Finding the Right Conveyancer: The 7 Questions You Must Ask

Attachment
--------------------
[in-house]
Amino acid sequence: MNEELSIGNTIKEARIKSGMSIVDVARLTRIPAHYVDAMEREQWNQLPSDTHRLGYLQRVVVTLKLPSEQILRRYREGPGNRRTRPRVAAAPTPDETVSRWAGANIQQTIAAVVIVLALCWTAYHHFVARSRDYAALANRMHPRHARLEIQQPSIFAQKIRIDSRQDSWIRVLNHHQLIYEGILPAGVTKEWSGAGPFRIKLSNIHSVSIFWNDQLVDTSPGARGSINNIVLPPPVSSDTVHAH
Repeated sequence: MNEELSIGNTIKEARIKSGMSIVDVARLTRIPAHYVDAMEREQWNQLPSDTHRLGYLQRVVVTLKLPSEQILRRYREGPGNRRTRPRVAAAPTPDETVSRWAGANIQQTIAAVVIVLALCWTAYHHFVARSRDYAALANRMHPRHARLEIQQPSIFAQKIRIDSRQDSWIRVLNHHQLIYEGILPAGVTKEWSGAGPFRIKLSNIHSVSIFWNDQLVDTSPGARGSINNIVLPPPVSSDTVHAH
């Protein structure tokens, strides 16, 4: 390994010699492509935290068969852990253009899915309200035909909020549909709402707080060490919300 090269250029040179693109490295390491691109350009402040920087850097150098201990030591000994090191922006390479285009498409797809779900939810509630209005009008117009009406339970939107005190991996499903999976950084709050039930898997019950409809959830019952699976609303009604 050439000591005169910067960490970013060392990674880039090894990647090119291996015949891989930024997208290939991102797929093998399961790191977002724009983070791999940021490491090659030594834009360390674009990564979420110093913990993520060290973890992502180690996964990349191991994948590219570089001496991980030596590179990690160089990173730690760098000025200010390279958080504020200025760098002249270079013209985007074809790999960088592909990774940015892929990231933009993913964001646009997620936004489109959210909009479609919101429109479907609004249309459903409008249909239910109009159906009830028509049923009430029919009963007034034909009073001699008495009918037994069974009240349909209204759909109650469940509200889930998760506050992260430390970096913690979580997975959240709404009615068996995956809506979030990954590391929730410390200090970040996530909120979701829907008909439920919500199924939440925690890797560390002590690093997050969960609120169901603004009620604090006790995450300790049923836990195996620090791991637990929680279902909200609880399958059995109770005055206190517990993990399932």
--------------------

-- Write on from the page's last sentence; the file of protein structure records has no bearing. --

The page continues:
Conveyancing is arguably the most important step in the process of buying or selling a home. It’s a complicated and often misunderstood process, hence the need to enlist the services of an expert conveyancing lawyer. First home buyers may find that property purchases involve the use of lots of Latin-based legal jargon. It is important to have an understanding of these common conveyancing terms or engage the service of a conveyancer who can clarify these terms for you. A good conveyancer will guide you through the conveyancing process, involving you each and every step along the way. Therefore it is vital to find the right fit for you, ask the right questions, and make sure your conveyancer is fully capable before choosing one.   Speak to a lawyer today Need an expert coneyancing lawyer? Contact us now. Here are the 7 most valuable questions you should ask when choosing the right Conveyancing Professional: 1 What are your qualifications? This can vary from state to state but remains a very important question to ask. Whilst some states require conveyancers or those who plan to offer a conveyancing service to complete an accredited course, others have continuing education obligations. On top of qualifications, experience is invaluable when it comes to conveyancing so remember to keep that in mind. More often than not, an experienced conveyancer will have a deeper wealth of knowledge than a newly qualified one. 2 What properties do you specialise in? It’s important to note that some conveyancers specialise in handling certain types of clients, properties or locations. For example, you may find conveyancers that only specialise in rural areas rather than metropolitan areas, hence the need to ask this question. Sometimes conveyancers might specialise in acquisitions of properties for first home buyers, apartments or even sub-divisions. Asking this question filters out any conveyancer that lacks knowledge about your specific situation which will help find a conveyancer that is well equipped to deal with your matter. 3 What is your breakdown of costs? This is a great starting point as it can filter out all of the specialists that aren’t within your budget, thus narrowing the list of options to make your decision easier. However, keep in mind that it is often not desirable to select your conveyancer purely based on conveyancing costs as this may sacrifice the level of attention they give you as a client. Often, a conveyancer will be able to provide a detailed quote so don’t be afraid to ask for one. This will generally include professional fees, search fees, administrative fees and other disbursements.   Case Study Adam is a 25 year old Electrician looking to purchase his first home. Adam’s friend James recommends Tony, a conveyancer who helped James secure his first home and tells Adam that he only charged him $500. Adam engages Tony and omits asking him about his fee structure. Finally, after purchasing his property, Adam is given a bill of $3000 for Tony’s services. 4 How long will the conveyancing process take? Whilst it depends on the terms and conditions of your settlement, the vast majority of settlements for an existing property take between one to two months after contract execution. You should never assume this date will fall within this timeframe. It’s important to ask your conveyancer during the conveyancing process about the settlement timeframe. This allows you to determine how much time you will have to prepare the documents required and financial transactions prior to settlement day. 5 How will you communicate with me and how often? Poor communication often results in missing opportunities in any profession, and that is especially true in the realm of conveyancing. The skill of efficient and insightful communication is incredibly important and it’s just as important to make it known that you value this from the outset by asking this question. Therefore it’s advised that you discuss this topic with your conveyancer to determine how often they will communicate with you and what method of communication they will use, whether it’s email, text messages or phone calls. Don’t be afraid to let them know what your preferred method is either!   Case Study Angelo and Carol are retirees looking to downsize their family house. They have decided that they wish to buy a two-bedroom unit closer to the city. Angelo realises he has missed a couple of opportunities that his conveyancer has emailed him and he doesn’t check his inbox too frequently. Instead, Angelo asks his conveyancer if he can call his mobile phone next time he wishes to contact him as he always has his phone on him. This is a simple way that Angelo can ensure he doesn’t miss any future communication with his Conveyancer. 6 Do you have insurance coverage? It is crucial to make sure that your licensed conveyancer has professional indemnity insurance. Regardless of their experience or expertise, an accredited professional conveyancer should always carry indemnity insurance. However, you should never assume they do and never forget to ask. Professional indemnity insurance provides protection against claims arising from the provision of professional services or duties. 7 What Government or additional fees will I need to pay? There’s an array of costs that you need to factor into buying or selling a home, including (but not limited to): Stamp duty Transfer fees Mortgage registration fees Inspection fees Depending on your situation, you may have more or fewer obligations regarding additional conveyancing fees. It’s important to ask your conveyancer which of these additional fees and cost associated you must pay. Finally, whether you are a buyer or selling property, choosing from good licensed conveyancers is extremely important. Next time you are searching for one, keep the above questions handy to ensure the process runs as smoothly as possible whilst ensuring you don’t miss any vital information. Remember, it also doesn’t hurt to conduct your own due diligence on your conveyancer. This could be as simple as doing a quick google search and reading their reviews.   In